While at the National Ploughing Championships last year, in truth I felt like a bit of a fraud mooching among the Massey Fergusons. My suburban Dun Laoghaire is about as far from an upbringing in the Irish countryside as you are likely to have on this island.

Yet, when you look a little closer, most of my Dublin teenage friends had at least one grandparent from the land.

Although not so much the case for this generation of teenagers, my generation of Dubs has extraordinarily strong links to farming.

As the Jackeen cousin of a big Cork family, I get reminded of this any time I venture south beyond Newlands Cross. The Ploughing is Irish agriculture. Agriculture is crucial to the economy and the fabric of Irish rural society and it is still the biggest indigenous industry in the country.

Despite the problems with beef prices last year and milk prices this year, Irish farming has the capacity to grow rapidly. There is real value in land, food and farming. The global demand for food is constant and growing.

After all, if the world population is exploding to seven billion, someone has to feed these people. For example, who will provide milk powder to Chinese infants?

It could be Ireland – one of the world’s natural milk producers. Tiny New Zealand has already achieved the remarkable feat of becoming China’s biggest dairy supplier. Why couldn’t we follow suit?

But to get there, the complexion of Irish farming has to change dramatically.

The most successful farmers in the world are Dutch. The old quip that if the Dutch lived in Ireland they’d feed the world and if the Irish lived in the Netherlands we’d drown, is half-true.

The Netherlands does feed lots of the world. It generated a phenomenal €79 billion in agricultural exports in 2013, second only to the US.

That’s over three times the level of Ireland, in a country that has a constant battle with the North Sea and has one of the highest population densities in Europe.

Three times the value with a land mass just a bit bigger than Munster. Now that’s efficient farming, and Holland has one of the highest environmental standards in the world in terms of pollutants used in farming.

So it is possible to dramatically increase capacity to meet new food demand. And we know that the demand for the type of food we produce is rocketing. And the change in the Asian diet is not limited to dairy.

It is a little appreciated fact that when less-well-off people get richer, the first thing they change is not their iPads, their smartphones or their cars as you might expect – people on the move upwards change their diet. When they have a few more shillings, people shift to eating more meat.

We are already seeing this in India and China, where the new middle classes have dropped their traditional diets and are adopting western red meat to indicate their higher, more westernised, social status.

This diet shift comes with its own environmental issues because such a changed diet demands massive increases in inputs, fertilisers, water and so on. But let’s park these concerns for the moment and think about the future for Irish agriculture in the context of these global changes.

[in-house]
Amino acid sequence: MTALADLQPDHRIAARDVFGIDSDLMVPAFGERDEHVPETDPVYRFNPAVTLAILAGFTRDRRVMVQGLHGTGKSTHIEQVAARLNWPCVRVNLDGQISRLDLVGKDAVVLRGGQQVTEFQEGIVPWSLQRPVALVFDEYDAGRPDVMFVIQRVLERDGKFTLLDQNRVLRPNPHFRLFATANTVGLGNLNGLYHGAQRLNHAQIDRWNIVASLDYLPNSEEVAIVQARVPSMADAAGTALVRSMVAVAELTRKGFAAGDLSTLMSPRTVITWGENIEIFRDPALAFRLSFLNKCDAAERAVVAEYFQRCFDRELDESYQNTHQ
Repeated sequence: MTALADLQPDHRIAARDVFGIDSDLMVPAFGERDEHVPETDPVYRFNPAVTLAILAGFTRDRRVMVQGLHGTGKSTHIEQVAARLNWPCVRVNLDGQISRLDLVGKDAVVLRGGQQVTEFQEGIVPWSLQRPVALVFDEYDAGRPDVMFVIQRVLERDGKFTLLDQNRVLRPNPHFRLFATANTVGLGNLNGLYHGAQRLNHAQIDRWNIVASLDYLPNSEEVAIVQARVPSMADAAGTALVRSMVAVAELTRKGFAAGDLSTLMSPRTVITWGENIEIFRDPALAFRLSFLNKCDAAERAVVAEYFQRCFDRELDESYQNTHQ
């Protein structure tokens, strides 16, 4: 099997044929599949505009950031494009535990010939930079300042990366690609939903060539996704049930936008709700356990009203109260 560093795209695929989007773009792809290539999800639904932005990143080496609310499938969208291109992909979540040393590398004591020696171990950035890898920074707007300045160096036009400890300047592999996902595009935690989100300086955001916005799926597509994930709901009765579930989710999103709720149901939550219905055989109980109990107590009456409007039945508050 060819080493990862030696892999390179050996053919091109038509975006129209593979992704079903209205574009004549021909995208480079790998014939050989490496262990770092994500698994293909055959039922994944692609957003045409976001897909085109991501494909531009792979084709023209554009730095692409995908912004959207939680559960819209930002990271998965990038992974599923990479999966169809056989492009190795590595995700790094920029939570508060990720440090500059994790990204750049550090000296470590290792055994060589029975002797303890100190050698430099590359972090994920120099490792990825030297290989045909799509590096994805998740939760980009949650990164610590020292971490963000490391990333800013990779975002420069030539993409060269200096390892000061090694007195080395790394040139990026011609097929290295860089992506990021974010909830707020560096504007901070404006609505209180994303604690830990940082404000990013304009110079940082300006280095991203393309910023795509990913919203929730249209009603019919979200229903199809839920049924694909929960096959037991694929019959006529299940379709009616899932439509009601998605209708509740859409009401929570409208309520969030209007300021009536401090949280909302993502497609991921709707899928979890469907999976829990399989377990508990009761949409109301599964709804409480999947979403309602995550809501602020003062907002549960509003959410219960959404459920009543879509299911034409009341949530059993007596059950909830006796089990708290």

There is an enormous global opportunity for efficient Irish farming in a world of growing populations and changing diets. And the figures in Ireland for agriculture bear this out.

Agriculture is still Ireland’s biggest indigenous sector, contributing €24 billion to the Irish economy, almost 10 per cent of all exports and 7.7 per cent of all employment. (According to Teagasc, this figure rises to 10 per cent when all agricultural subsections are included.)

And crucially in a world where industries are footloose and move freely, an industry like agriculture is fixed. It can’t move. (Many industries in Ireland are simply input/output industries, whereby lots of imports come in and they are redirected out to the world from Ireland with very little local value added bar the wages.)

Farming is different because most of the materials are local: the workers, the land, the crops, the fertiliser and the animals. As a result, according to a recent UCD study, every €1 investment into Irish agriculture leads to a €4 return in the economy.

We can see this by the gap between farming output, which is just above €4 billion, and agricultural and food output, which is €24 billion.

This implies a massive €20 billion in value is added from farm to export market. This is huge and would get bigger if farmers adopted the Dutch approach to agriculture.

This economic ratio, which measures how much €1 circulates in the local economy, is called the multiplier. It explains how each euro spent can be amplified.

For example, I buy from you, you employ my friend and pay his wages, he buys something with his wages from me and I employ someone else who, with new wages, buys from you. In economics, your spending is my income and my spending is your income. The more local the trading, the more this applies, and this is what the Ploughing is all about.

Agriculture and food is local. Raw materials are local. Employment is local and sales are local. More than 70 per cent of farming raw materials are locally sourced, as opposed to just 44 per cent for domestic manufacturing companies and much less for multinationals.

But here’s the rub: in order to change to a Dutch model, the essence of Irish country life would have to change quickly.

There could be no place for small holdings. Huge tracts of land, which are now in effect hoarded, would have to be sold and ultimately the very landscape of Ireland would change irreparably.

Is that too high a price? I don’t know. What do you think?

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